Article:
Some 26 states have passed “three strikes” laws, which impose long prison terms for repeat offenders. But only in California can prosecutors seek a life sentence, even if the third strike is for a relatively minor felony, like drug possession. That could change, if voters approve Proposition 36 on the ballot this November.

In 1997 Norman Williams was sent to state prison for a 25-to-life sentence. His crime: stealing a jack from a tow truck in Long Beach. Because Williams had two previous burglary convictions, he was swept up by California’s three strikes law. Williams was sent to a maximum-security lockup alongside murderers, rapists and other violent criminals.

“I never wanted to do my whole life in prison. Nobody wants to be caged like that,” says Williams.

“We want to remove the worst offenders from society for the sake of our communities, and we want to do it no matter what it costs.”

But thanks to the help of an attorney and some Stanford Law School students, Williams got out. On a recent day, I met him in front of a halfway house in San Jose, where he directs cleaning crews for a program that provides work for ex-offenders. Williams says cleaning, especially floors, is the only thing he learned while locked up. Continue reading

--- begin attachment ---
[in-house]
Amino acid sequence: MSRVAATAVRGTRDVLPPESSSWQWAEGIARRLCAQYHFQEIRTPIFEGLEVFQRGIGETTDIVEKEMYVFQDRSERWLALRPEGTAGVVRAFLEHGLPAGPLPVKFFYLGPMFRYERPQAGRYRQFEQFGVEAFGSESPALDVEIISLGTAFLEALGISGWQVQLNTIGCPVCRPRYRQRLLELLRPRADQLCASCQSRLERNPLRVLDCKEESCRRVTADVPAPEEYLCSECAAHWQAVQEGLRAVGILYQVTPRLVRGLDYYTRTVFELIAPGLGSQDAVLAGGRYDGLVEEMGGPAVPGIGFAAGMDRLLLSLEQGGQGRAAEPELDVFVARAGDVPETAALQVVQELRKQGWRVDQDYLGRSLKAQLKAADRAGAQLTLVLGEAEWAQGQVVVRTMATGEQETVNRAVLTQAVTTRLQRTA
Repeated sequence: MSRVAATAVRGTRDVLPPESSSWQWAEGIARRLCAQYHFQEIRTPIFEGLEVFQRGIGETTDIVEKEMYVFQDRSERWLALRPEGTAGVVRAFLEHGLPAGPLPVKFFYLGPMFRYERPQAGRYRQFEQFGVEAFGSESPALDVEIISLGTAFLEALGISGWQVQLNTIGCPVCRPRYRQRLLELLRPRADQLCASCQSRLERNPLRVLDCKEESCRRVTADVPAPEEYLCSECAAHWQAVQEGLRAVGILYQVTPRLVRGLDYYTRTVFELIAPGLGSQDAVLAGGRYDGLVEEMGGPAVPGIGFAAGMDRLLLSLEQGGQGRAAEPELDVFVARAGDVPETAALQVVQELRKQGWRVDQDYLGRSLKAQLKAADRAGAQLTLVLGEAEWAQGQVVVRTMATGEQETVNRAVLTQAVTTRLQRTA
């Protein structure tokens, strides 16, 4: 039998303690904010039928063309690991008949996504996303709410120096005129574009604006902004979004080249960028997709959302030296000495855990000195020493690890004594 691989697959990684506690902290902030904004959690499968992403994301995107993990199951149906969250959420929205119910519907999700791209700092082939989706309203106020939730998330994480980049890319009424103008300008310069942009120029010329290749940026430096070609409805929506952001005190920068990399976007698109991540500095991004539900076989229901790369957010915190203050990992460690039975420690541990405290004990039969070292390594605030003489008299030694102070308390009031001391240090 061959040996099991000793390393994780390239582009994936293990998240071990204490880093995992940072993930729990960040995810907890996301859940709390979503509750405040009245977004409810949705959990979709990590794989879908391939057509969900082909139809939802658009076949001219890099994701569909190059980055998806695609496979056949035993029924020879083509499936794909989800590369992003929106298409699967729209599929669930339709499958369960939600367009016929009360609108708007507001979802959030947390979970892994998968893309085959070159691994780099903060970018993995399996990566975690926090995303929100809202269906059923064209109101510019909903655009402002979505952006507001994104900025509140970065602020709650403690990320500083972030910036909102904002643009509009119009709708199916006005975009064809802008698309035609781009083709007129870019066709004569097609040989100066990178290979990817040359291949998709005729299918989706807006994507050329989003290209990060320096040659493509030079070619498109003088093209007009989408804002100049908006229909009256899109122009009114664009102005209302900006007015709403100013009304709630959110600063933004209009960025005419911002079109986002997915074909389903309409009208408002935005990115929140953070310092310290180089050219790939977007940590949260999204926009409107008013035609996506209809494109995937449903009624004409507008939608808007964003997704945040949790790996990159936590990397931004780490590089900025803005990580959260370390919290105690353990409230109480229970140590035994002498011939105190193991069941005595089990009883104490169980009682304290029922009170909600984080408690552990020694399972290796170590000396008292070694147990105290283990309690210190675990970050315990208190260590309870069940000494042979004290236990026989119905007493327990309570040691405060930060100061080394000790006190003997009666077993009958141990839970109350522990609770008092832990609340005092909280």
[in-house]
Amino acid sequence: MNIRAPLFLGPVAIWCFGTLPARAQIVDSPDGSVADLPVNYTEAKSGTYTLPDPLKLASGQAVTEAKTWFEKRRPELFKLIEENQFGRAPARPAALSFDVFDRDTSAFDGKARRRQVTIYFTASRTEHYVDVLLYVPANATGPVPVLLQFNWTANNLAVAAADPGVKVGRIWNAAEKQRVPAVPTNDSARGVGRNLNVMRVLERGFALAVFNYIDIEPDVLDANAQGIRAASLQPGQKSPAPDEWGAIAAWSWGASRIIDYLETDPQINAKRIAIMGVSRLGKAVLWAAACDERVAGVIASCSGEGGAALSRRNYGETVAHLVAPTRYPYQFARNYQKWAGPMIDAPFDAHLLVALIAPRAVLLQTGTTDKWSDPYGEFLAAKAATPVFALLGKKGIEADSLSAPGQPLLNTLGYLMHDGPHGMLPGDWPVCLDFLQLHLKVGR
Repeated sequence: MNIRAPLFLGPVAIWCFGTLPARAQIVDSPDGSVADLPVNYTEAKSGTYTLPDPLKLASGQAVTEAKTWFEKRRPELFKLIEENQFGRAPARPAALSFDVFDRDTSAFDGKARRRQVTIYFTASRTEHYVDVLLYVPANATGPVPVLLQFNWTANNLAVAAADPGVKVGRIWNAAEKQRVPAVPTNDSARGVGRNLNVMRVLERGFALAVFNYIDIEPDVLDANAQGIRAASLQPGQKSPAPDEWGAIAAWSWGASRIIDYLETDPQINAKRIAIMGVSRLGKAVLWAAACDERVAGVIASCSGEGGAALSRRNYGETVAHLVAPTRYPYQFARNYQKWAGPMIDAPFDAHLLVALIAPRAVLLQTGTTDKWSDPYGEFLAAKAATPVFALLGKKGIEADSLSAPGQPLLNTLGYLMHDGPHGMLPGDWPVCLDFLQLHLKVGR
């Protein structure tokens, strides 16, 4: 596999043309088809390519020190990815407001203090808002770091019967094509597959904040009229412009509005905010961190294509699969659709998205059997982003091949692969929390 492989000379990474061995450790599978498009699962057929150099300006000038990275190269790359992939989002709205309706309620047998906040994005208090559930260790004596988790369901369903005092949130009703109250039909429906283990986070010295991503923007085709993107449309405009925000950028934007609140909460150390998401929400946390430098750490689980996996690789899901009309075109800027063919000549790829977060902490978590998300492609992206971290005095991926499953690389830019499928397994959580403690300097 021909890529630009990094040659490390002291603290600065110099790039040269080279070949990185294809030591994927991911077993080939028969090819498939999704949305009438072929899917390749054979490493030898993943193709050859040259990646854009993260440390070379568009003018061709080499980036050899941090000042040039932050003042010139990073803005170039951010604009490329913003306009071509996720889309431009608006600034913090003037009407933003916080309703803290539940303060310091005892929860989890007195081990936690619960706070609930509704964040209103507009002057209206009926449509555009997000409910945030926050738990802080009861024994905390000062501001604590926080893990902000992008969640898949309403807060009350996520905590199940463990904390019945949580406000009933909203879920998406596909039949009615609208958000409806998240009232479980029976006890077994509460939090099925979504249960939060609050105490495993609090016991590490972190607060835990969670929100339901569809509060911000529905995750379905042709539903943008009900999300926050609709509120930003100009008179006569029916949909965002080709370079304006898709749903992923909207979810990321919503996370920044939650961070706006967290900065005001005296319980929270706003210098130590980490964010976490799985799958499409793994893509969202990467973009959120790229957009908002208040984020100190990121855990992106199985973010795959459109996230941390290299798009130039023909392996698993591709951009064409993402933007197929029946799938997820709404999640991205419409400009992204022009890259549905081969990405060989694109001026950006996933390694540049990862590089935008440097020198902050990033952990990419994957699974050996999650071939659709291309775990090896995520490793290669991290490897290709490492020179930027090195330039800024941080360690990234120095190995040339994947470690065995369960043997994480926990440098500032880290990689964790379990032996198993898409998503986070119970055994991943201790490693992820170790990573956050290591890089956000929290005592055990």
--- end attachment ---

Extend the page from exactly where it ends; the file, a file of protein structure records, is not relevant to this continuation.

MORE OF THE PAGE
Explaining the Difference Between Props 30 and 38, Dueling Tax Initiatives

Teachers at Angeles Mesa Elementary School in Los Angeles review voter information on Proposition 38 during a recent teacher union meeting. (Ana Tintocalis: KQED)

Teachers at Angeles Mesa Elementary School in Los Angeles review voter information on Proposition 38 during a recent teacher union meeting. (Ana Tintocalis: KQED)

Education advocates in California say public schools will either sink or swim based on the outcome of two competing tax initiatives on the November ballot — Proposition 30 and Proposition 38. While both aim to protect students from more devastating budget cuts, they go about it in very different ways.